he value of the ligand field splitting parameter, ie. the amount by which the degeneracy of the d-orbitals is disturbed by the effect of the electrostatic field generated by the ligands, depends upon the identity of the ligands.

The ligand field splitting parameter can be measured by recording the optical absorption spectrum of the complex. The first absorption maximum in the spectrum is assigned to the t2g-to-eg transition, and the frequency of the absorption corresponds to the value of the splitting parameter.

If one investigates the series of compounds [CoX(NH3)5]n+, where X is I, Br, Cl, H2O and NH3, one finds that the colours range from purple, for I, through pink, for Cl, to yellow, for NH3. This means that the frequency of the transition increases, and so the ligand field splitting parameter increases across the series.

The series obtained is independent of the identity of the metals at the center of the complex, and so the ligands can be arranged into the Spectrochemical Series:

I < Br < S2- < SCN < Cl < NO3 < F < OH < C2O42- < H2O < NCS < CH3CN < NH3 < en < bipy < phen < NO2 < PPh3 < CN– < CO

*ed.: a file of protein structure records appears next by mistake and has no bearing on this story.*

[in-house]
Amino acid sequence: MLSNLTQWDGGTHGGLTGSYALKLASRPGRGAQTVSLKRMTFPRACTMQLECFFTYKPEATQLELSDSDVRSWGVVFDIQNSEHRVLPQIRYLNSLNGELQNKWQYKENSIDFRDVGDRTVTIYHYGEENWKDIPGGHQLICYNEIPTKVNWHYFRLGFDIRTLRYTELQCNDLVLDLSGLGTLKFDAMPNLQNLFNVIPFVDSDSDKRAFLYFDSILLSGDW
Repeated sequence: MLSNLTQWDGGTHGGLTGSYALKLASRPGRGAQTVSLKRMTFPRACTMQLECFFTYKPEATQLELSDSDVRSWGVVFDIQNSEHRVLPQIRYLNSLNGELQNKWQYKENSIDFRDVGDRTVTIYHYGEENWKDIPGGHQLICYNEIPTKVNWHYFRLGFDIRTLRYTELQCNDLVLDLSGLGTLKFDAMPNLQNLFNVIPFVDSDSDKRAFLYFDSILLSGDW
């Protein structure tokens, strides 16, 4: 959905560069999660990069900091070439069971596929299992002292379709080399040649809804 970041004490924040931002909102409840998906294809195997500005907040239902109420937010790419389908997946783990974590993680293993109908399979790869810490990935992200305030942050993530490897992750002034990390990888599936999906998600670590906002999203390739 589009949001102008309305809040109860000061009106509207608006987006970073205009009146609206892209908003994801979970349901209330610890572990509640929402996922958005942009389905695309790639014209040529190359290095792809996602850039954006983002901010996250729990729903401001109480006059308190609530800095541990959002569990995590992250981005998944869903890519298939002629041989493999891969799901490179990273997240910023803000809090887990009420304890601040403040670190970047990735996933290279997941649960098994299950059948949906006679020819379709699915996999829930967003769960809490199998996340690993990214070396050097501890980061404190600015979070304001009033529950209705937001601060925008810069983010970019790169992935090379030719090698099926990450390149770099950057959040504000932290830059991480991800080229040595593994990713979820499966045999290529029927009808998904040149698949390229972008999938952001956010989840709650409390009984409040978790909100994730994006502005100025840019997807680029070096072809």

When a ligand causes there to be a large ligand field splitting parameter, it is said to generate a strong field, and when there is a small ligand field splitting parameter, it is said to be a weak field ligand. For example, CN is a strong field ligand and I is a weak field ligand.

For a given ligand, the value of Δo also depends systematically on the identity of the metal center. The metal ions, too, can be arranged in order of increasing Δo, and this order is largely independent of the identity of the ligand.

Mn2+ < Ni2+ < Co2+ < Fe2+ < V2+ < Fe3+ < Cr3+ < V3+ < Co3+

In general, it is not possible to say whether a given ligand will exert a strong field or a weak field on a given metal ion. However, when we consider the metal ion, two useful trends are observed:

Δo increases with increasing oxidation number, and

Δo increases down a group.